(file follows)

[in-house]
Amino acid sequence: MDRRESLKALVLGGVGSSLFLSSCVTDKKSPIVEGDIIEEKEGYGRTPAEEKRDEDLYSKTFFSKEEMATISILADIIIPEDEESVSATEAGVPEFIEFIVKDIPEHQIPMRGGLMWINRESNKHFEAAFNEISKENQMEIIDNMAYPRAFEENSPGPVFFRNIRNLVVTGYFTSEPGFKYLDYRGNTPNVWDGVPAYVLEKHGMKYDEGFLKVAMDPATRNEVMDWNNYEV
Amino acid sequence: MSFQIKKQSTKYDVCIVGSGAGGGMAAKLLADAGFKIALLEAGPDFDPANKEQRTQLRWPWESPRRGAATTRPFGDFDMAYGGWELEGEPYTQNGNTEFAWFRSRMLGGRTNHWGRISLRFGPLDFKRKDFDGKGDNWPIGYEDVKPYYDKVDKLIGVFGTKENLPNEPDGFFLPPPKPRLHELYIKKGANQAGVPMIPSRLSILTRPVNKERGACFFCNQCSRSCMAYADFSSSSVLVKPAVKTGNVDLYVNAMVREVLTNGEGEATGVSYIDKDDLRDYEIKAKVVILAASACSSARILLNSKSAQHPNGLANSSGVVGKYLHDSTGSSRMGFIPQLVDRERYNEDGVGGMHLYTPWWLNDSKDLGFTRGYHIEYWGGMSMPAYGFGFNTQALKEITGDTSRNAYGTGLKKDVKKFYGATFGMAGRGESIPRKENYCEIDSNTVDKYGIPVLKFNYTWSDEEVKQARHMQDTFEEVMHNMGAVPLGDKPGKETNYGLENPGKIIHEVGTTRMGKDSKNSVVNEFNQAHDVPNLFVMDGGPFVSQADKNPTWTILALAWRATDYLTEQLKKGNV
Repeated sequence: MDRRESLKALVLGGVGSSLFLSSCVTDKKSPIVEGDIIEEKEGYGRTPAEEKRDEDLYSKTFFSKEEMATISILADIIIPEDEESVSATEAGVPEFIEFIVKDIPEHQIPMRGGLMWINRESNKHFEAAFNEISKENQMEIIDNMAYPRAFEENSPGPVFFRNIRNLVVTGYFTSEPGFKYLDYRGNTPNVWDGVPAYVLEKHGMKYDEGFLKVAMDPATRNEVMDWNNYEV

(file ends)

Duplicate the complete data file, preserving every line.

[in-house]
Amino acid sequence: MDRRESLKALVLGGVGSSLFLSSCVTDKKSPIVEGDIIEEKEGYGRTPAEEKRDEDLYSKTFFSKEEMATISILADIIIPEDEESVSATEAGVPEFIEFIVKDIPEHQIPMRGGLMWINRESNKHFEAAFNEISKENQMEIIDNMAYPRAFEENSPGPVFFRNIRNLVVTGYFTSEPGFKYLDYRGNTPNVWDGVPAYVLEKHGMKYDEGFLKVAMDPATRNEVMDWNNYEV
Amino acid sequence: MSFQIKKQSTKYDVCIVGSGAGGGMAAKLLADAGFKIALLEAGPDFDPANKEQRTQLRWPWESPRRGAATTRPFGDFDMAYGGWELEGEPYTQNGNTEFAWFRSRMLGGRTNHWGRISLRFGPLDFKRKDFDGKGDNWPIGYEDVKPYYDKVDKLIGVFGTKENLPNEPDGFFLPPPKPRLHELYIKKGANQAGVPMIPSRLSILTRPVNKERGACFFCNQCSRSCMAYADFSSSSVLVKPAVKTGNVDLYVNAMVREVLTNGEGEATGVSYIDKDDLRDYEIKAKVVILAASACSSARILLNSKSAQHPNGLANSSGVVGKYLHDSTGSSRMGFIPQLVDRERYNEDGVGGMHLYTPWWLNDSKDLGFTRGYHIEYWGGMSMPAYGFGFNTQALKEITGDTSRNAYGTGLKKDVKKFYGATFGMAGRGESIPRKENYCEIDSNTVDKYGIPVLKFNYTWSDEEVKQARHMQDTFEEVMHNMGAVPLGDKPGKETNYGLENPGKIIHEVGTTRMGKDSKNSVVNEFNQAHDVPNLFVMDGGPFVSQADKNPTWTILALAWRATDYLTEQLKKGNV
Repeated sequence: MDRRESLKALVLGGVGSSLFLSSCVTDKKSPIVEGDIIEEKEGYGRTPAEEKRDEDLYSKTFFSKEEMATISILADIIIPEDEESVSATEAGVPEFIEFIVKDIPEHQIPMRGGLMWINRESNKHFEAAFNEISKENQMEIIDNMAYPRAFEENSPGPVFFRNIRNLVVTGYFTSEPGFKYLDYRGNTPNVWDGVPAYVLEKHGMKYDEGFLKVAMDPATRNEVMDWNNYEV